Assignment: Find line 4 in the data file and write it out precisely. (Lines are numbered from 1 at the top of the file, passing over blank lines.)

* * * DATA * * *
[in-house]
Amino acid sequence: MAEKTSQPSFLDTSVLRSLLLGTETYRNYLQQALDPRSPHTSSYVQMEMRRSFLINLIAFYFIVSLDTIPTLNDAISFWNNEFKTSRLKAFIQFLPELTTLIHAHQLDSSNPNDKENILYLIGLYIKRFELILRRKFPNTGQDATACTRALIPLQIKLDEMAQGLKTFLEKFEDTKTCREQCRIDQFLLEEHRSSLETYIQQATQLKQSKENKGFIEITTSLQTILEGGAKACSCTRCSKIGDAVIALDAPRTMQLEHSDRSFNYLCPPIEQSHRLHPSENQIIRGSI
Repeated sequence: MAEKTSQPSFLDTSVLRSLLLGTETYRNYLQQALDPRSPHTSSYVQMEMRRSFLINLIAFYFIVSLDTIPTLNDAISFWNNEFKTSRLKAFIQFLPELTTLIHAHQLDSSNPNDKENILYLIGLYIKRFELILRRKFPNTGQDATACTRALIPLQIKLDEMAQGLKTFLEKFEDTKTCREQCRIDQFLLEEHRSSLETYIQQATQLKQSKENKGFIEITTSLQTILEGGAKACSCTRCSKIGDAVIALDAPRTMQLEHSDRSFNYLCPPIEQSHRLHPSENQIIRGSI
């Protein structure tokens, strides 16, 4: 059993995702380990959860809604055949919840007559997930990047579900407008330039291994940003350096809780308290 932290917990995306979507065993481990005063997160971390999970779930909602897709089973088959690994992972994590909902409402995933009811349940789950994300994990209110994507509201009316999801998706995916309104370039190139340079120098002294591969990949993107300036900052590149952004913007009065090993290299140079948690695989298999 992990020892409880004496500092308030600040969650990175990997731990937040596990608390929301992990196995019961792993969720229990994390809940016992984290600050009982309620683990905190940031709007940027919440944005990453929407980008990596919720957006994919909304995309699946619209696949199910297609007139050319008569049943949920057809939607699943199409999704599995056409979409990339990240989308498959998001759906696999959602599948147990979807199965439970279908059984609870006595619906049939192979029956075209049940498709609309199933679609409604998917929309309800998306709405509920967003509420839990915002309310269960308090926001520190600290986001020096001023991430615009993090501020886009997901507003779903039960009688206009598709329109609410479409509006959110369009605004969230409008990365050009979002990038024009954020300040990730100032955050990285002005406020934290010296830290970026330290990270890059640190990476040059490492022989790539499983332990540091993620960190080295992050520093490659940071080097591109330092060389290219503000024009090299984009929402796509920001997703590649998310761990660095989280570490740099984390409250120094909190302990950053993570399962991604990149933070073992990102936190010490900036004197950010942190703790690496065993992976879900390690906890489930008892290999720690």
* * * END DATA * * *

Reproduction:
């Protein structure tokens, strides 16, 4: 059993995702380990959860809604055949919840007559997930990047579900407008330039291994940003350096809780308290 932290917990995306979507065993481990005063997160971390999970779930909602897709089973088959690994992972994590909902409402995933009811349940789950994300994990209110994507509201009316999801998706995916309104370039190139340079120098002294591969990949993107300036900052590149952004913007009065090993290299140079948690695989298999 992990020892409880004496500092308030600040969650990175990997731990937040596990608390929301992990196995019961792993969720229990994390809940016992984290600050009982309620683990905190940031709007940027919440944005990453929407980008990596919720957006994919909304995309699946619209696949199910297609007139050319008569049943949920057809939607699943199409999704599995056409979409990339990240989308498959998001759906696999959602599948147990979807199965439970279908059984609870006595619906049939192979029956075209049940498709609309199933679609409604998917929309309800998306709405509920967003509420839990915002309310269960308090926001520190600290986001020096001023991430615009993090501020886009997901507003779903039960009688206009598709329109609410479409509006959110369009605004969230409008990365050009979002990038024009954020300040990730100032955050990285002005406020934290010296830290970026330290990270890059640190990476040059490492022989790539499983332990540091993620960190080295992050520093490659940071080097591109330092060389290219503000024009090299984009929402796509920001997703590649998310761990660095989280570490740099984390409250120094909190302990950053993570399962991604990149933070073992990102936190010490900036004197950010942190703790690496065993992976879900390690906890489930008892290999720690």